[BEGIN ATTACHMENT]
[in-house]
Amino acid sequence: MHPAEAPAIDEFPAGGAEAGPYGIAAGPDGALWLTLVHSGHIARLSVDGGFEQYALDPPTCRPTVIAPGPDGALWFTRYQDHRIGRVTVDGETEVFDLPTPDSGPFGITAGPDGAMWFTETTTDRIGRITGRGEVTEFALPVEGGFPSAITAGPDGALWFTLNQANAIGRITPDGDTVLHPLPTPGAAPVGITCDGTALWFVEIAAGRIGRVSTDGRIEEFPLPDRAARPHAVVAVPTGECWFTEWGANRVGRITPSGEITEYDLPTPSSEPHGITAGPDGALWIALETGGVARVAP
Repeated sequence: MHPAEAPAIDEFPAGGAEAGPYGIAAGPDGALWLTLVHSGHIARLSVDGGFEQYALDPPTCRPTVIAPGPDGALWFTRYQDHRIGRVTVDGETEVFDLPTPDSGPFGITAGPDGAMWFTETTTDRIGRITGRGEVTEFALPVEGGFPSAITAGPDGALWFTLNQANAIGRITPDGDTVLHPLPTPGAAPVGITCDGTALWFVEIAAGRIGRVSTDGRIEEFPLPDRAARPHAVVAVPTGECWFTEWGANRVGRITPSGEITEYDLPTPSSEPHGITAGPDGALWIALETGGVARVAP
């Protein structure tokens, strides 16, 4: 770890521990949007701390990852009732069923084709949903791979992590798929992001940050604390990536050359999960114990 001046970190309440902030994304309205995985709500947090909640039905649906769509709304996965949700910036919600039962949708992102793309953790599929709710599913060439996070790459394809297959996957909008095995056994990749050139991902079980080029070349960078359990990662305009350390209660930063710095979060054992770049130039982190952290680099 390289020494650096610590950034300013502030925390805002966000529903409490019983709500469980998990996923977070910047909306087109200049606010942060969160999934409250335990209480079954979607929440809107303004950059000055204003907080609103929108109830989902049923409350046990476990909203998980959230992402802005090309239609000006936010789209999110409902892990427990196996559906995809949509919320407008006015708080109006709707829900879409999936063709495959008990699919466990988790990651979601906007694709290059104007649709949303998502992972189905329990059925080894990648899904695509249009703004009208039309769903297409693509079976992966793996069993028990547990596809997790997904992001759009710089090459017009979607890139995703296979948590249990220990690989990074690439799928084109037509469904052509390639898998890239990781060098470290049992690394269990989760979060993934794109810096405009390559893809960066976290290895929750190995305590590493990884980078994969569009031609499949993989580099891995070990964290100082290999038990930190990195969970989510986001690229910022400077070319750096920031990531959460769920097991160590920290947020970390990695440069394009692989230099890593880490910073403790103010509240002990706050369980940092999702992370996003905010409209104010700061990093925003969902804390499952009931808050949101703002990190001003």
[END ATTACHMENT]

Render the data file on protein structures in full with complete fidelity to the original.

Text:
[in-house]
Amino acid sequence: MHPAEAPAIDEFPAGGAEAGPYGIAAGPDGALWLTLVHSGHIARLSVDGGFEQYALDPPTCRPTVIAPGPDGALWFTRYQDHRIGRVTVDGETEVFDLPTPDSGPFGITAGPDGAMWFTETTTDRIGRITGRGEVTEFALPVEGGFPSAITAGPDGALWFTLNQANAIGRITPDGDTVLHPLPTPGAAPVGITCDGTALWFVEIAAGRIGRVSTDGRIEEFPLPDRAARPHAVVAVPTGECWFTEWGANRVGRITPSGEITEYDLPTPSSEPHGITAGPDGALWIALETGGVARVAP
Repeated sequence: MHPAEAPAIDEFPAGGAEAGPYGIAAGPDGALWLTLVHSGHIARLSVDGGFEQYALDPPTCRPTVIAPGPDGALWFTRYQDHRIGRVTVDGETEVFDLPTPDSGPFGITAGPDGAMWFTETTTDRIGRITGRGEVTEFALPVEGGFPSAITAGPDGALWFTLNQANAIGRITPDGDTVLHPLPTPGAAPVGITCDGTALWFVEIAAGRIGRVSTDGRIEEFPLPDRAARPHAVVAVPTGECWFTEWGANRVGRITPSGEITEYDLPTPSSEPHGITAGPDGALWIALETGGVARVAP
């Protein structure tokens, strides 16, 4: 770890521990949007701390990852009732069923084709949903791979992590798929992001940050604390990536050359999960114990 001046970190309440902030994304309205995985709500947090909640039905649906769509709304996965949700910036919600039962949708992102793309953790599929709710599913060439996070790459394809297959996957909008095995056994990749050139991902079980080029070349960078359990990662305009350390209660930063710095979060054992770049130039982190952290680099 390289020494650096610590950034300013502030925390805002966000529903409490019983709500469980998990996923977070910047909306087109200049606010942060969160999934409250335990209480079954979607929440809107303004950059000055204003907080609103929108109830989902049923409350046990476990909203998980959230992402802005090309239609000006936010789209999110409902892990427990196996559906995809949509919320407008006015708080109006709707829900879409999936063709495959008990699919466990988790990651979601906007694709290059104007649709949303998502992972189905329990059925080894990648899904695509249009703004009208039309769903297409693509079976992966793996069993028990547990596809997790997904992001759009710089090459017009979607890139995703296979948590249990220990690989990074690439799928084109037509469904052509390639898998890239990781060098470290049992690394269990989760979060993934794109810096405009390559893809960066976290290895929750190995305590590493990884980078994969569009031609499949993989580099891995070990964290100082290999038990930190990195969970989510986001690229910022400077070319750096920031990531959460769920097991160590920290947020970390990695440069394009692989230099890593880490910073403790103010509240002990706050369980940092999702992370996003905010409209104010700061990093925003969902804390499952009931808050949101703002990190001003």